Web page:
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Semi-Tarrasch: A universal weapon against 1.d4!

by ChessBase India - 27/06/2016

Great players like Fischer, Korchnoi and Kramnik have included the Semi-Tarrasch in their repertoire, which strongly speaks about its safe character and Black’s possibilities for counterplay. How useful is the Semi-Tarrasch in your games? The presenter is Romanian grandmaster Mihail Marin. The author presents a complete Semi-Tarrasch repertoire for Black, explaining the main strategic ideas of the resulting structures and providing complete analysis against practically all White's important variations.

Semi-Tarrasch: A universal weapon against 1.d4!

Throughout the history, great players like Fischer, Korchnoi and Kramnik have included the Semi-Tarrasch in their repertoire, which strongly speaks about its safe character and Black’s possibilities for counterplay. Fischer, for example, tried the Semi-Tarrasch in his ninth game against Spassky in the famous World Championship of 1972. He was able to equalize and comfortably draw the game.

 

The Semi-Tarrasch cannot offer a complete repertoire against 1.d4, being conditioned of White’s move order, it is an excellent complement to the Nimzoindian Defence. Moreover, it is a viable way of escaping the strategic pressure in the Exchange Queen’s Gambit while also presenting a reliable weapon against the main Symmetrical English systems.

 

How useful is the Semi-Tarrasch in your games? If you are a Nimzoindian player, you may admit that after 1.d4 Nf6 2.c4 e6 3.Nf3 often gives you positions you aren't always prepared for. If you are a Queen's gambit player, the opponent can put pressure on you by using the now-popular Bf4 systems. Let GM Mihail Marin show you how he plans to deal with such branches:

Let us have a look at some of the games from the variation:

[Event "Germany"]
[Site "Germany"]
[Date "2012.11.10"]
[Round "3.4"]
[White "Nyback, Tomi"]
[Black "Naiditsch, Arkadij"]
[Result "0-1"]
[ECO "D41"]
[WhiteElo "2598"]
[BlackElo "2704"]
[PlyCount "86"]
[EventDate "2012.10.20"]
[EventType "tourn"]
[EventRounds "15"]
[EventCountry "GER"]
[Source "ChessBase"]
[SourceDate "2012.11.13"]
[WhiteTeam "Werder Bremen"]
[BlackTeam "Baden-Baden"]
[WhiteTeamCountry "GER"]
[BlackTeamCountry "GER"]
1. d4 Nf6 2. c4 e6 3. Nf3 d5 4. Nc3 c5 5. cxd5 Nxd5 6. e4 Nxc3 7. bxc3 cxd4 8.
cxd4 Bb4+ 9. Bd2 Bxd2+ 10. Qxd2 O-O 11. Bc4 Nd7 12. O-O b6 13. d5 Nc5 14. Rad1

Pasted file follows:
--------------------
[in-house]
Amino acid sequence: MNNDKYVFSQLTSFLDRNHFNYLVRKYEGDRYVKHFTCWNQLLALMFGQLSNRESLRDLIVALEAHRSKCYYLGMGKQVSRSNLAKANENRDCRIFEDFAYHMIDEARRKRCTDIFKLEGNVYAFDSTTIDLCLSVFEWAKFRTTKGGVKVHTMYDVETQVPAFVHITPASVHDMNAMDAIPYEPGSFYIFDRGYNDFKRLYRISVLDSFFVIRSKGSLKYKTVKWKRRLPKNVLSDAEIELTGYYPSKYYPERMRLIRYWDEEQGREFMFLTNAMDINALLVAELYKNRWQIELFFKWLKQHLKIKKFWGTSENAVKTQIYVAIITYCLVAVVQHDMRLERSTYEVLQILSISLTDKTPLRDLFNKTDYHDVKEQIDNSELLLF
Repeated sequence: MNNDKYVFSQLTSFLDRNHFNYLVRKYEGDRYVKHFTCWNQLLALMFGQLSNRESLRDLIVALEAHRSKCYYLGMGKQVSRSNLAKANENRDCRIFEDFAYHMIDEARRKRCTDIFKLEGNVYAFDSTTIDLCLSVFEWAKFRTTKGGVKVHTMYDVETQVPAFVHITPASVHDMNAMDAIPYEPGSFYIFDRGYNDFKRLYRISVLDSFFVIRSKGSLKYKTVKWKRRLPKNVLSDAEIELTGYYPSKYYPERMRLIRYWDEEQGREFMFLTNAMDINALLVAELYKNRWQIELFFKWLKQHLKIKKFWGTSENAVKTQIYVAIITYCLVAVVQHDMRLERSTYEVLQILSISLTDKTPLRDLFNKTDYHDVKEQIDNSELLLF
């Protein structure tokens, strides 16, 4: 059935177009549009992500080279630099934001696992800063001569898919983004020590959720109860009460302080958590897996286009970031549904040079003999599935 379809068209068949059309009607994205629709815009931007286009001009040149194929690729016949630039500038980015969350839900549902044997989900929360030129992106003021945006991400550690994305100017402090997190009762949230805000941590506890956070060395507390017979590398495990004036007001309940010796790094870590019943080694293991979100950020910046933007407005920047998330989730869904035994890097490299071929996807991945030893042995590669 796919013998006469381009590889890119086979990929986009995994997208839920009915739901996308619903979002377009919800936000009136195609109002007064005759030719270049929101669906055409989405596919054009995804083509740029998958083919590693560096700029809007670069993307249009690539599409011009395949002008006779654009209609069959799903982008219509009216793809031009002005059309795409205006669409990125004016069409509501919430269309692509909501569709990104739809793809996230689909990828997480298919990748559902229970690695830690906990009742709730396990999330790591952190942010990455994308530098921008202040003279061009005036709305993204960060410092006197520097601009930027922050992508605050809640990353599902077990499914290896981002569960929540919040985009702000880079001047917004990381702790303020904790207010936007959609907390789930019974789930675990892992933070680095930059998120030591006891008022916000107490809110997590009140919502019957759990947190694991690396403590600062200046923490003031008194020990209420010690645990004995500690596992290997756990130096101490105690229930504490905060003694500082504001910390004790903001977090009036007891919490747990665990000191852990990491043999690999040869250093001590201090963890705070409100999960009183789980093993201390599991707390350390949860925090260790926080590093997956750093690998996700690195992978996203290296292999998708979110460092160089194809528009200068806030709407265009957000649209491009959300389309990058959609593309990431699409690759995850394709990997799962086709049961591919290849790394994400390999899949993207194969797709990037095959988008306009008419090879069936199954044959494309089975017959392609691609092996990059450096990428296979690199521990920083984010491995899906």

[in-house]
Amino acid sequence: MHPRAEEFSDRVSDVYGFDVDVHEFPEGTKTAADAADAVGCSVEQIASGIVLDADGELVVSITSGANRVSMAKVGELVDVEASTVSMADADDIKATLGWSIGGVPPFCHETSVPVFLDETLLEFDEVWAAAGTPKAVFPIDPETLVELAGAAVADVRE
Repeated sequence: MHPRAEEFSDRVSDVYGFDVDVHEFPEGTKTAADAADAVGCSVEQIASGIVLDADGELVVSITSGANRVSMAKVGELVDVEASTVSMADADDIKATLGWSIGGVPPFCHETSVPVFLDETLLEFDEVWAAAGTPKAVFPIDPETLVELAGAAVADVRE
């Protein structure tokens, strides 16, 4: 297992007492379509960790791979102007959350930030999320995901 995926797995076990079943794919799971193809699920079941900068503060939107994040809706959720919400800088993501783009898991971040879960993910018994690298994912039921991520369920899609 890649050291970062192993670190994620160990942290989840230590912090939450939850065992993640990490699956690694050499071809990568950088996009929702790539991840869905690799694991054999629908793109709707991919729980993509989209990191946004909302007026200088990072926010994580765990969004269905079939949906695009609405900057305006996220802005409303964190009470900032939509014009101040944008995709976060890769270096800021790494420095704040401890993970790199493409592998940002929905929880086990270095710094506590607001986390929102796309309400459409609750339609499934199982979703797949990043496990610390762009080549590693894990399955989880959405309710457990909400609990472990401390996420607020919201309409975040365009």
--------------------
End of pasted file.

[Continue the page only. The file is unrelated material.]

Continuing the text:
Qf6 15. Qe3 e5 16. Nd2 Bd7 17. f4 Rac8 18. Rde1 b5 19. fxe5 Qxe5 20. Bb3 f6 21.
Nf3 Qd6 22. e5 fxe5 23. Qxe5 Rf6 24. Bc2 Rcf8 25. Qxd6 Rxd6 26. Ng5 Rxf1+ 27.
Rxf1 g6 28. Ne4 Nxe4 29. Bxe4 Kg7 30. Kf2 Ra6 31. Ke3 Rxa2 32. Kd4 b4 33. d6
Rd2+ 34. Kc5 b3 35. Ra1 Ra2 36. Rb1 Ra5+ 37. Kd4 Rb5 38. Bd5 b2 39. Bc4 Rb6 40.
Kc3 Kf6 41. Bb3 Be6 42. Rf1+ Kg7 43. Bc2 Rxd6 0-1

Vladimir Kramnik (Photo: Qatar Masters)

Vladimir Kramnik pulled off an important victory over Levon Aronian in the Candidates 2013. The game started as a Semi-Tarrasch, with both players choosing sensible plans and sequences. The first sign of willingness to break from the status quo was the lone 13…b5 by Vladimir Kramnik, an aggressive and unorthodox way to prevent Bc4 from attacking his queen on d5. This seemed to destabilize the great Armenian player, and Levon Aronian began to lose his way in the highly complex middlegame that ensued.

[Event "World Championship Candidates"]
[Site "London ENG"]
[Date "2013.03.29"]
[Round "12"]
[White "Levon Aronian"]
[Black "Vladimir Kramnik"]
[Result "0-1"]
[ECO "D42"]
[WhiteElo "2809"]
[BlackElo "2810"]
[PlyCount "124"]
[EventDate "2013.03.15"]
1. d4 Nf6 2. c4 e6 3. Nf3 d5 4. Nc3 c5 5. cxd5 Nxd5 6. e3 Nc6 7. Bd3 Be7 8. a3
O-O 9. Qc2 cxd4 10. exd4 f5 11. O-O Bf6 12. Nxd5 Qxd5 13. Be3 b5 14. Qe2 Bb7
15. Rac1 a6 16. Rfd1 f4 17. Rc5 Qd6 18. Qc2 fxe3 19. Bxh7+ Kh8 20. fxe3 Ne7 21.
e4 Rac8 22. e5 Bxe5 23. Nxe5 Rxc5 24. Ng6+ Nxg6 25. dxc5 Be4 26. Rxd6 Bxc2 27.
Bxg6 Bxg6 28. Rxe6 Bd3 29. h4 a5 30. c6 Rf1+ 31. Kh2 Rc1 32. Re3 Bb1 33. Rc3
Rxc3 34. bxc3 Kg8 35. c7 Bf5 36. Kg3 Kf7 37. Kf4 Bc8 38. Kg5 Bd7 39. h5 Be6 40.
g3 a4 41. g4 Kf8 42. Kf4 Ke7 43. g5 Kd7 44. Ke5 Bg8 45. c8=Q+ Kxc8 46. Kd6 Kd8
47. Kc6 Ke7 48. Kxb5 Ke6 49. Kxa4 Kf5 50. g6 Kg5 51. Kb5 Kxh5 52. a4 Kxg6 53.
a5 Kf6 54. a6 Bd5 55. c4 Ba8 56. Kb6 Ke5 57. Kc7 g5 58. Kb8 Be4 59. Kc7 g4 60.
a7 g3 61. c5 Ba8 62. Kb8 Bc6 0-1

 

Mihail Marin 

The presenter is Romanian grandmaster Mihail Marin. He has won the Romanian championship multiple times and played in eleven chess Olympiads. Marin possesses a rare gift for a grandmaster – he is able to explain in readily comprehensible terms the ideas behind moves, variations, and positions. This ability is there for all to admire in his contributions to ChessBase Magazine.

 

The author presents a complete Semi-Tarrasch repertoire for Black, explaining the main strategic ideas of the resulting structures and providing complete analysis against practically all White's important variations.

 

  • Video running time: 6 hours 10 min. (English)
  • With interactive training including video feedback
  • Extra: Database with more than 50 instructive games
  • Including CB 12 – Reader

 

This DVD (soft copy) is available for just Rs.999/- on the ChessBase India website for Indian residents. All you have to do is write an email to us at chessbaseindia@gmail.com.

 

These are original ChessBase products which are available at almost 60% discount to Indian residents because ChessBase India has tied up with the ChessBase headquarters in Hamburg. Soon our online shop will begin. Until then you can buy the products by writing to us at chessbaseindia@gmail.com.